Commissioned to commemorate the 60th anniversary of the establishment of the American Jewish Archives and the 10th anniversary of Gary Zola as the AJA’s current executive director, “New Essays in American Jewish History” is testimony to the variety — and vitality — of scholarship in Jewish Studies.
A new book draws on trial transcripts, memoirs, interviews and recently released KGB documents to portray Harry Gold, the son of Jewish immigrants from Kiev, who was a spy and courier for the Soviet Union.
As Elia Kazan wrote in preparation for a book on his craft, a director should “avoid being a nice guy, a decent guy, a conforming guy.” He should show no shame when accused of being arrogant, and he should say what he thinks, no matter whom it might offend. After all, he’s not about “to guide a children’s summer camp.” More likely, he’s “related to a zoo-keeper.”
Steve Luxenberg’s mother kept her institutionalized sister a secret until she died. In a new book, Luxenberg reveals a poignant tale of Depression-era Jewish immigrants and mental institutions in the 1930s and ’40s.
Convicted in 1894 of selling secrets to Germany, French army captain Alfred Dreyfus, the only Jewish officer trainee on the General Staff, was sentenced to perpetual imprisonment in a fortified enclosure on Devil’s Island, a rocky formation near French Guyana. Six weeks before his exile began, as he cried out that he was innocent and a French patriot, Dreyfus was forced to participate in “the Judas parade,” marching around the courtyard while just outside, a huge mob screamed, “Death to the traitor, the dirty Jew.”
‘The Arabs have attacked us unexpectedly, wanted to destroy our settlement work, have murdered and plundered,” Chaim Weizmann wrote in 1929. Although until now, the Jews “have given everything” to Arab leaders who “want only one thing, to chase us into the Mediterranean,” he added, “we are now pressed from all sides to conclude a pact with them.” Weizmann vowed to accept nothing less than a society in Palestine, “as Jewish as England is English and America is American.”
Born in Chicago in 1918, Isaac Rosenfeld was a wunderkind. he wasn’t even 20 when he collaborated with his buddy Saul Bellow on “*Der Shir Hashirim fun *Mendel Pumshtock,” a brilliant parody of T.S. Eliot’s “The Love Song of J. Alfred Prufrock.” In 1946, his semiautobiographical novel, “Passage From Home,” was hailed by Diana Trilling as “the fullest articulation of generational conflict between Jewish fathers and sons,” and as a work of “profound universal meanings.” Irving Howe praised “Passage” as “rich and warm” and “bright with intelligence…. The novel is not merely a promise, though it is certainly that; it is a fulfillment.”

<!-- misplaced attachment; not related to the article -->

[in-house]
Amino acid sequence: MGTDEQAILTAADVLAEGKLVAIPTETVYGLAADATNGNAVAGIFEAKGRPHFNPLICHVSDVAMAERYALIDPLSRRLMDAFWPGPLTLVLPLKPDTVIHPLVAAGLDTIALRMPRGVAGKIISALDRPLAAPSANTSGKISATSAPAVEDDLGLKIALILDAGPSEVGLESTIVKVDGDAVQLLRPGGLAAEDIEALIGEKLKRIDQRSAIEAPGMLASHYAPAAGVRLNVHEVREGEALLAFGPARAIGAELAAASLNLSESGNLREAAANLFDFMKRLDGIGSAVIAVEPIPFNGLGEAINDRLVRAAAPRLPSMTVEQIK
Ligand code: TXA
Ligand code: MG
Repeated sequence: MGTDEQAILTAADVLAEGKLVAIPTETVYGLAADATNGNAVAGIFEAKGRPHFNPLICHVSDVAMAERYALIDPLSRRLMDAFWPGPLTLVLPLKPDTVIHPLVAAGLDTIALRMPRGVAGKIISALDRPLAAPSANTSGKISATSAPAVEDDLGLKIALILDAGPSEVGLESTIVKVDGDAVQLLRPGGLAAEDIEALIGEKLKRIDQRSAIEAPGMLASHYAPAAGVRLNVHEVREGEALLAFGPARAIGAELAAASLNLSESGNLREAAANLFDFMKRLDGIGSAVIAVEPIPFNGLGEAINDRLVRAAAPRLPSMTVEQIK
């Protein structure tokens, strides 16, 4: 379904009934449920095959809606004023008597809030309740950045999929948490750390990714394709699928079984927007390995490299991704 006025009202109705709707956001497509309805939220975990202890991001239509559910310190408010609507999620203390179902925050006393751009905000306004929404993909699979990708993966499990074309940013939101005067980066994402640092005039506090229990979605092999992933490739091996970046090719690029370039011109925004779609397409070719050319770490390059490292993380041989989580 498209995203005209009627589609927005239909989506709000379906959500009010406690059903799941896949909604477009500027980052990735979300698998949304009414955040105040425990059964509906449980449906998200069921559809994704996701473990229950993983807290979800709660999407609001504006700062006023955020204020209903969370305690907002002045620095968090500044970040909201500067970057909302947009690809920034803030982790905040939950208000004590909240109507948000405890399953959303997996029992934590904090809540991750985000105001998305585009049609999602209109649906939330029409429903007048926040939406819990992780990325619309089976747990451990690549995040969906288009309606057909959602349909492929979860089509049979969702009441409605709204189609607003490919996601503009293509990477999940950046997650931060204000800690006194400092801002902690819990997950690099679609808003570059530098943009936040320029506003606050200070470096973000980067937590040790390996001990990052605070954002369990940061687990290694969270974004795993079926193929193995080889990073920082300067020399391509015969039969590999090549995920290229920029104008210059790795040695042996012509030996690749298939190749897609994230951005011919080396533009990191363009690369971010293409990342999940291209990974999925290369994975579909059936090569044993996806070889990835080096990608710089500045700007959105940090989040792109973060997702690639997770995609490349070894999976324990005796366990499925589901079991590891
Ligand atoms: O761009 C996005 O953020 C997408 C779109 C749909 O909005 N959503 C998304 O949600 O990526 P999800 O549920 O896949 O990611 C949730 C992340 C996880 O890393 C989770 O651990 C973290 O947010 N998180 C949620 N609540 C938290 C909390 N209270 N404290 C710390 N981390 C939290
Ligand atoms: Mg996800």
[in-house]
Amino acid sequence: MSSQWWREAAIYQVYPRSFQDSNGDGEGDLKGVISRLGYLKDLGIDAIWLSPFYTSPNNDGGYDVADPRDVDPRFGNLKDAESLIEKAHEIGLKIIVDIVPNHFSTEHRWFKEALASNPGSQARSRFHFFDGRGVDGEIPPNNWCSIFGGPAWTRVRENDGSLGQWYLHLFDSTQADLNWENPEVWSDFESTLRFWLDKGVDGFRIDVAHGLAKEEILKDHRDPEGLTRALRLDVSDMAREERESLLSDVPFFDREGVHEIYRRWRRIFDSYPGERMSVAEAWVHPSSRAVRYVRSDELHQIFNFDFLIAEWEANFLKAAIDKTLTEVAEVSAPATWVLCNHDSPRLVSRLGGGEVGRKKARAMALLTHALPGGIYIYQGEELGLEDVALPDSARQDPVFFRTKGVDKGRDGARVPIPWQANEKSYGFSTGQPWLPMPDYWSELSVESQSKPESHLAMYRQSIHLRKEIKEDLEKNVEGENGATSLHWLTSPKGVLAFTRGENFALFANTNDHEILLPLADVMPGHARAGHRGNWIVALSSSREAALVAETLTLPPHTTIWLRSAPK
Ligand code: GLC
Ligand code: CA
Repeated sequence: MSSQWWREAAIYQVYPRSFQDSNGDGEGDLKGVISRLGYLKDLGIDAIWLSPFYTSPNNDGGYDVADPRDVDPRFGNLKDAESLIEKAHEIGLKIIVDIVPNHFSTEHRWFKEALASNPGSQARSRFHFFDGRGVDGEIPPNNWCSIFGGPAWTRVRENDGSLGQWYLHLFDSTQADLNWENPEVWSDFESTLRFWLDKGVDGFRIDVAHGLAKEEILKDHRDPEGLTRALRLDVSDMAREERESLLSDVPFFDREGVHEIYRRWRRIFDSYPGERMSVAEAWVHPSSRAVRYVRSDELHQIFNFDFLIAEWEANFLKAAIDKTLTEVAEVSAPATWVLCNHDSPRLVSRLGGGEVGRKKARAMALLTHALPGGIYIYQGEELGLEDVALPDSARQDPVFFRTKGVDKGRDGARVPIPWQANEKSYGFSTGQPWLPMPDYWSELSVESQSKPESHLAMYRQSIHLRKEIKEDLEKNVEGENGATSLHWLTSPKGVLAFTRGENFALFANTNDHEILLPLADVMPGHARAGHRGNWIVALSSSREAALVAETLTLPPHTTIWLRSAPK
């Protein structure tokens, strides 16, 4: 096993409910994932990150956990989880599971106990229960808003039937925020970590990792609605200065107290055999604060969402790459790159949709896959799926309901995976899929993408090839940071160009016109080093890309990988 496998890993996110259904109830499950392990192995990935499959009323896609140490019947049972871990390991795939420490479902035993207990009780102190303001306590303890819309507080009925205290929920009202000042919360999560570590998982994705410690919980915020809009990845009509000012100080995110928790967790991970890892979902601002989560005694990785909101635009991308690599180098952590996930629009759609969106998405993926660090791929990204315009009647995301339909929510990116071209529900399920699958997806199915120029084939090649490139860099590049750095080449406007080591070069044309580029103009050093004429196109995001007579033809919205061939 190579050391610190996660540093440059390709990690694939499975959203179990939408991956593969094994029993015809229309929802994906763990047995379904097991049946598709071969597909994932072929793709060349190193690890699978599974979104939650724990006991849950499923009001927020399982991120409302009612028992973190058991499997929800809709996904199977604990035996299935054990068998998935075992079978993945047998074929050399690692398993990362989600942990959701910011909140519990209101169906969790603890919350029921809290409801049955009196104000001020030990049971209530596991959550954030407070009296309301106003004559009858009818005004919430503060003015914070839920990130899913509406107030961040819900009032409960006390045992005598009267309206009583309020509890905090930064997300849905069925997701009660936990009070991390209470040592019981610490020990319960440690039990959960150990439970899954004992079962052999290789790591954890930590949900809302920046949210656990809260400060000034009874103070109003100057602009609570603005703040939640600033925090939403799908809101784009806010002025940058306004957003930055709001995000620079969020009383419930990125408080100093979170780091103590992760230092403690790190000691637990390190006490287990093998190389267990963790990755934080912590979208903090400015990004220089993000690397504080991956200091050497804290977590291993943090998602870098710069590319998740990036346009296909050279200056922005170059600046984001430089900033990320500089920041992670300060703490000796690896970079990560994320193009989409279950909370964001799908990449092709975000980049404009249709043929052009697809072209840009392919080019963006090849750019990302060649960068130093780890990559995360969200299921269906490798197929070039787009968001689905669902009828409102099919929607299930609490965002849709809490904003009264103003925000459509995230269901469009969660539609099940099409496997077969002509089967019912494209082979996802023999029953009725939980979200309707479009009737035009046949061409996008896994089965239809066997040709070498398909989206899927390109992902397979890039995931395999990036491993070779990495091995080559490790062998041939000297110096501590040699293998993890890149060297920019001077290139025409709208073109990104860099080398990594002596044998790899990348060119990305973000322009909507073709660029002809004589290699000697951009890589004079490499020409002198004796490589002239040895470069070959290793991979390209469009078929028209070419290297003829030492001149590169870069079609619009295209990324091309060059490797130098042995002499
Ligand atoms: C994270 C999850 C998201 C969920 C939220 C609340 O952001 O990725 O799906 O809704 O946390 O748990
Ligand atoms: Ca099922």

‘A bagel has versatility,” Murray Lender, one of America’s great frozen-food entrepreneurs, proclaimed almost 40 years ago. “It’s a roll, a roll with personality. If you must be ethnic you can call it a Jewish English muffin with personality.… We don’t talk of bagels, lox (Nova Scotia salmon) and cream cheese. It limits them. Think of toasted bagels and jam, if you like.”
Throughout the 1930s, the home of Abraham and Henriette Epstein, at 389 Bleecker Street in Manhattan’s Greenwich Village, was a salon where political reformers ate, drank and argued about how to provide social insurance for older Americans. More than half a century later, according to the Epsteins’ son Pierre, little remained in their house “to recall that glowing era, except the shredded and sagging sofa, the baby grand piano (no longer played, out of tune, and covered with letters and papers), the unsteady claw-footed desk (where Abe wrote and worked), and the books and papers on the overstuffed shelves, now carefully wrapped in plastic baggies.” Nor did anyone seem to remember that Abraham Epstein, the immigrant Jew from the Russian village of Lyuban, had popularized the phrase “social security” — and helped conceive and enact the legislation that laid the groundwork for the modern American welfare state.
Neither religion nor Yiddishkeit played a significant role in the life of young Harry Schwachter. A prosperous merchant in Williamson, W.Va., during the early 20th century, Schwachter ate fried apples and country-cured ham every Sunday morning. He “crashed the society set” by giving dancing lessons, and he appeared in amateur theatricals in an act called “Schwachter and Crank.” But, like more than a few others, Schwachter’s sense of Jewish identity received a big boost from a little persecution: In the mid-1920s, a friend heard him speak in his native Hungarian and “apologized,” because “I allus thought you was a damn Jew!” Hurt and stunned, Schwachter threw himself into a campaign to build a synagogue for Williamson’s 130 Jews. When the cornerstone was laid, he told the gentiles in the crowd that the temple proved that “we did not come for the purpose of filling our bags and baggage, but rather to live with you, work with you, and serve with you to the end of time. A handful of Jewish people have found a veritable haven in this community.”